Engagement, pandering, patronising or exploitation?

educationThere is nothing new in the efforts to engage pupils at school by combining what is taught in lessons with what interests them in the outside world.  In many respects it’s a good way forward – some years ago there were efforts to encourage reading in boys by basically getting them to read anything – comics, football reports, whatever – on the off-chance that they would then start reading books and improving their reading skills and general literacy.    This project was geared around encouraging children to read material that interested them, in the hope of that material being a gateway to reading other things.  It wasn’t focused on particular comics or films or ‘tie ins’ for example.

So far so good, but when does engagement become pandering?  When does it become patronising – and, in some cases, is there an argument to be made for some aspects of this sort of outside world / education crossover actually being exploitative of children and teenagers?  For example,  developing lesson material like the one mentioned here might work very well with pupils for whom the ‘Twilight’ series is a major interest but would do absolutely nothing for others for whom it means nothing.  I have to say that I’d also be concerned about the longevity of such material in terms of it maintaining it’s interest and relevance for future years of students.  The last thing that a teacher will want is to either develop material that goes out of ‘favour’ with pupils so quickly that it needs to be revised each year.  Maintaining ‘relevance’ is about keeping educational material valid and relevant in the wider world, not in the world of this month’s media hype.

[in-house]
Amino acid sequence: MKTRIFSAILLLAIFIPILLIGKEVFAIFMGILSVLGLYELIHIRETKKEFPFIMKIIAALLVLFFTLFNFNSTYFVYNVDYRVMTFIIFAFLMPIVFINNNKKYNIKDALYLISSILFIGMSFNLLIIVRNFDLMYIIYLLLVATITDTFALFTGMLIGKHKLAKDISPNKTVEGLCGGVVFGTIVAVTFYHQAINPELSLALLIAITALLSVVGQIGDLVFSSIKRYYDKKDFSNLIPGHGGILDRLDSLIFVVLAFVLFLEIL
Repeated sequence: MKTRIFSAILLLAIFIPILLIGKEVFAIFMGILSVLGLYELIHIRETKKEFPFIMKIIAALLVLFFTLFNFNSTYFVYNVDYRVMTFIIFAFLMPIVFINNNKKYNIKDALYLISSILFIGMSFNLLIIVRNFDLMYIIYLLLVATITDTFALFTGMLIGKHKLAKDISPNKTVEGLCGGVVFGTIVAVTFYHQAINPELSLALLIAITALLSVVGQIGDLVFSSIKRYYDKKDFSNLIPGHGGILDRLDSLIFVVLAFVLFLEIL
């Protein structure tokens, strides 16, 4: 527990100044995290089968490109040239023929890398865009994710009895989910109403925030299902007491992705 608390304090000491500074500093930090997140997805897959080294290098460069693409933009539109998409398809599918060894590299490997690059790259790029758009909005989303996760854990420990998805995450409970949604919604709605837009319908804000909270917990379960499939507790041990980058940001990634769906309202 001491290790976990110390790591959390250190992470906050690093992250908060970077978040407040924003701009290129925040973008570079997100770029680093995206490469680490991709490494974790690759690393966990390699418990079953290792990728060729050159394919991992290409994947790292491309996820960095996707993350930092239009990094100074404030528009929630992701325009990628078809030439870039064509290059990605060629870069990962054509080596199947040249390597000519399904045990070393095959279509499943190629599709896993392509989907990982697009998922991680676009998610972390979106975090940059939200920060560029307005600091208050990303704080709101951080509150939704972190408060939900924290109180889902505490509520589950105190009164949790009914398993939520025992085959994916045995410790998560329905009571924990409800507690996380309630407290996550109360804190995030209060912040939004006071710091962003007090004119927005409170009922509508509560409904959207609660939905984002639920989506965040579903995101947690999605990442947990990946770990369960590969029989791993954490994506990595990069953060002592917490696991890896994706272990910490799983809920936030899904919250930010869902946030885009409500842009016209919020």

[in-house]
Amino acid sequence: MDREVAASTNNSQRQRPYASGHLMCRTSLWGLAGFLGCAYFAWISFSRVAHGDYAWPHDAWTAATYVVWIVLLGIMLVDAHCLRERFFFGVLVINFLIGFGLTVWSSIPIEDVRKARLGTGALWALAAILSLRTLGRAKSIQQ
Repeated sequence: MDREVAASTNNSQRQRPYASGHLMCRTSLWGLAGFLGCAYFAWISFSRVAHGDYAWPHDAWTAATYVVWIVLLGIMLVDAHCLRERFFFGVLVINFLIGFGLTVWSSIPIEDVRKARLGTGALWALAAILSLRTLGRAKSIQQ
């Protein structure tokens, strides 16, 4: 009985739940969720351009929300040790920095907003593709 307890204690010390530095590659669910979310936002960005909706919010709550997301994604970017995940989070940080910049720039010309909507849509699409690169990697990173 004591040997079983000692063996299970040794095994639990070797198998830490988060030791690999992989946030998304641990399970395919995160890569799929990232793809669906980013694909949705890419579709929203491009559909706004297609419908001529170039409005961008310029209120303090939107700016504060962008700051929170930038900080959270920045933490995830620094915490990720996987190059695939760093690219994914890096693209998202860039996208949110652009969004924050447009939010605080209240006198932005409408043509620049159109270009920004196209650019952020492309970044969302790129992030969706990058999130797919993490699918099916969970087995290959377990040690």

There’s also an element of being patronising here – attempting to second guess what teenagers might be interested in is a dangerous occupation; it can easily fail and be regarded as patronising.  Education is surely not about appearing ‘cool’ to the students; surely it’s more important to put ideas and concepts over in an understandable way, that is as far as possible relevant and contemporary so as to engage pupils, but not by jumping on to whatever bandwagon is passing?

As far as I can see, there are some topics taught that are, let’s say, eternal.  They’re the basics; the stuff that’s been taught for as long as the subject has existed.  In my experience this tends to be confined to the basics of reading, writing and numeracy.  Things like the rules of grammar, basic arithmetic and counting, even, dare I say it, things like times-tables.  The factual aspects of history and geography (without the interpretation) falls in to this category.  Whether we like it or not, any attempt to ‘engage’ pupils with these topics is almost certainly going to be met with resignation or smirks from the class.  Perhaps we need to actually get down to business here; the fact is that there are some things we need to learn to get on in life that are just hard work and need to be done.  No point in trying to make it cool, or trendy; it just needs doing.  best thing we can do is just get on with it.

Of course, it does benefit ‘content providers’ like film companies, computer games manufacturers, etc. to get in to the field of education in this way; it’s cheap marketing to a captive audience, after all.  And it’s probably tax-deductible….

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